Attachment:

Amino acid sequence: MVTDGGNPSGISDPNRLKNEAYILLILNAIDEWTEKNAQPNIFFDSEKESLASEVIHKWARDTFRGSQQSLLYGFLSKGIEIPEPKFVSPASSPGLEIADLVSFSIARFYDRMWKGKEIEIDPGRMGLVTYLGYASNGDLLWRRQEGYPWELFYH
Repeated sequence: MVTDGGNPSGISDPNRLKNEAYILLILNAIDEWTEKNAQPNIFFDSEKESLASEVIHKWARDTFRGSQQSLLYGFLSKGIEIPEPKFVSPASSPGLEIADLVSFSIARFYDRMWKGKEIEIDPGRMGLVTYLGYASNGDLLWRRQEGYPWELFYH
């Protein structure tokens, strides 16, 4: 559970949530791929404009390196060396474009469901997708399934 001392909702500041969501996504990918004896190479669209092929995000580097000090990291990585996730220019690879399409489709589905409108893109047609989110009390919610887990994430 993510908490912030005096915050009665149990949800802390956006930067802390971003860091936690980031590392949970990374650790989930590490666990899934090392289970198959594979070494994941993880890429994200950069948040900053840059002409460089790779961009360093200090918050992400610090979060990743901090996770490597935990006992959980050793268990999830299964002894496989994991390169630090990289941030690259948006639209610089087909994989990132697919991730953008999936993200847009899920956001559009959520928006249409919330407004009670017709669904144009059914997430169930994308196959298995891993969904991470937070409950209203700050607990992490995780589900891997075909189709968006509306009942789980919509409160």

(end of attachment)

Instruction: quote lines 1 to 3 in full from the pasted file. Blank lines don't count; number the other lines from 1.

Amino acid sequence: MVTDGGNPSGISDPNRLKNEAYILLILNAIDEWTEKNAQPNIFFDSEKESLASEVIHKWARDTFRGSQQSLLYGFLSKGIEIPEPKFVSPASSPGLEIADLVSFSIARFYDRMWKGKEIEIDPGRMGLVTYLGYASNGDLLWRRQEGYPWELFYH
Repeated sequence: MVTDGGNPSGISDPNRLKNEAYILLILNAIDEWTEKNAQPNIFFDSEKESLASEVIHKWARDTFRGSQQSLLYGFLSKGIEIPEPKFVSPASSPGLEIADLVSFSIARFYDRMWKGKEIEIDPGRMGLVTYLGYASNGDLLWRRQEGYPWELFYH
């Protein structure tokens, strides 16, 4: 559970949530791929404009390196060396474009469901997708399934 001392909702500041969501996504990918004896190479669209092929995000580097000090990291990585996730220019690879399409489709589905409108893109047609989110009390919610887990994430 993510908490912030005096915050009665149990949800802390956006930067802390971003860091936690980031590392949970990374650790989930590490666990899934090392289970198959594979070494994941993880890429994200950069948040900053840059002409460089790779961009360093200090918050992400610090979060990743901090996770490597935990006992959980050793268990999830299964002894496989994991390169630090990289941030690259948006639209610089087909994989990132697919991730953008999936993200847009899920956001559009959520928006249409919330407004009670017709669904144009059914997430169930994308196959298995891993969904991470937070409950209203700050607990992490995780589900891997075909189709968006509306009942789980919509409160």